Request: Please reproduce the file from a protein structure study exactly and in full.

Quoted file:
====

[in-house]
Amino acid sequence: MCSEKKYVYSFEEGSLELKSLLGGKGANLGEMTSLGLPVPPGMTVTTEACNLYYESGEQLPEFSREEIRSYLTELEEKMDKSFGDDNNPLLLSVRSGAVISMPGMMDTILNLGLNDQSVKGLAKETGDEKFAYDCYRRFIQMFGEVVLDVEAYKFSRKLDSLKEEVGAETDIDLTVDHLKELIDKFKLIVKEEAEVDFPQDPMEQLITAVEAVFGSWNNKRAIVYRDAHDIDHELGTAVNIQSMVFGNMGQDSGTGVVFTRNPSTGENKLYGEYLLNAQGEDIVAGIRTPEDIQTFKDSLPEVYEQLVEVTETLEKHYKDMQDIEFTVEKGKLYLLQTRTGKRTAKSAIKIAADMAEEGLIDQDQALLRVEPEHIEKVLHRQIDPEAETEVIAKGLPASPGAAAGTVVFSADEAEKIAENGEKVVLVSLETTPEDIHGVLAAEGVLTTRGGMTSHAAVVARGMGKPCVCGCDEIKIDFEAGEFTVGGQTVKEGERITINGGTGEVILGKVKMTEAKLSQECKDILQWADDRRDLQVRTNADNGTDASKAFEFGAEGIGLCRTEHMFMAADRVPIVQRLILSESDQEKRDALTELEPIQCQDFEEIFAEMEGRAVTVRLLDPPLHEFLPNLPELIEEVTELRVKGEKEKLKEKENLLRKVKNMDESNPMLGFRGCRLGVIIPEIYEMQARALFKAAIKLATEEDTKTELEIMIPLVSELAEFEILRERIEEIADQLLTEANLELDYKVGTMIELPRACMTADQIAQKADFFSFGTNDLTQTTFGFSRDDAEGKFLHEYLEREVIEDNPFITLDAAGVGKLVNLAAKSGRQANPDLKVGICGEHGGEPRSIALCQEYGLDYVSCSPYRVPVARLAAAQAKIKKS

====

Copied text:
[in-house]
Amino acid sequence: MCSEKKYVYSFEEGSLELKSLLGGKGANLGEMTSLGLPVPPGMTVTTEACNLYYESGEQLPEFSREEIRSYLTELEEKMDKSFGDDNNPLLLSVRSGAVISMPGMMDTILNLGLNDQSVKGLAKETGDEKFAYDCYRRFIQMFGEVVLDVEAYKFSRKLDSLKEEVGAETDIDLTVDHLKELIDKFKLIVKEEAEVDFPQDPMEQLITAVEAVFGSWNNKRAIVYRDAHDIDHELGTAVNIQSMVFGNMGQDSGTGVVFTRNPSTGENKLYGEYLLNAQGEDIVAGIRTPEDIQTFKDSLPEVYEQLVEVTETLEKHYKDMQDIEFTVEKGKLYLLQTRTGKRTAKSAIKIAADMAEEGLIDQDQALLRVEPEHIEKVLHRQIDPEAETEVIAKGLPASPGAAAGTVVFSADEAEKIAENGEKVVLVSLETTPEDIHGVLAAEGVLTTRGGMTSHAAVVARGMGKPCVCGCDEIKIDFEAGEFTVGGQTVKEGERITINGGTGEVILGKVKMTEAKLSQECKDILQWADDRRDLQVRTNADNGTDASKAFEFGAEGIGLCRTEHMFMAADRVPIVQRLILSESDQEKRDALTELEPIQCQDFEEIFAEMEGRAVTVRLLDPPLHEFLPNLPELIEEVTELRVKGEKEKLKEKENLLRKVKNMDESNPMLGFRGCRLGVIIPEIYEMQARALFKAAIKLATEEDTKTELEIMIPLVSELAEFEILRERIEEIADQLLTEANLELDYKVGTMIELPRACMTADQIAQKADFFSFGTNDLTQTTFGFSRDDAEGKFLHEYLEREVIEDNPFITLDAAGVGKLVNLAAKSGRQANPDLKVGICGEHGGEPRSIALCQEYGLDYVSCSPYRVPVARLAAAQAKIKKS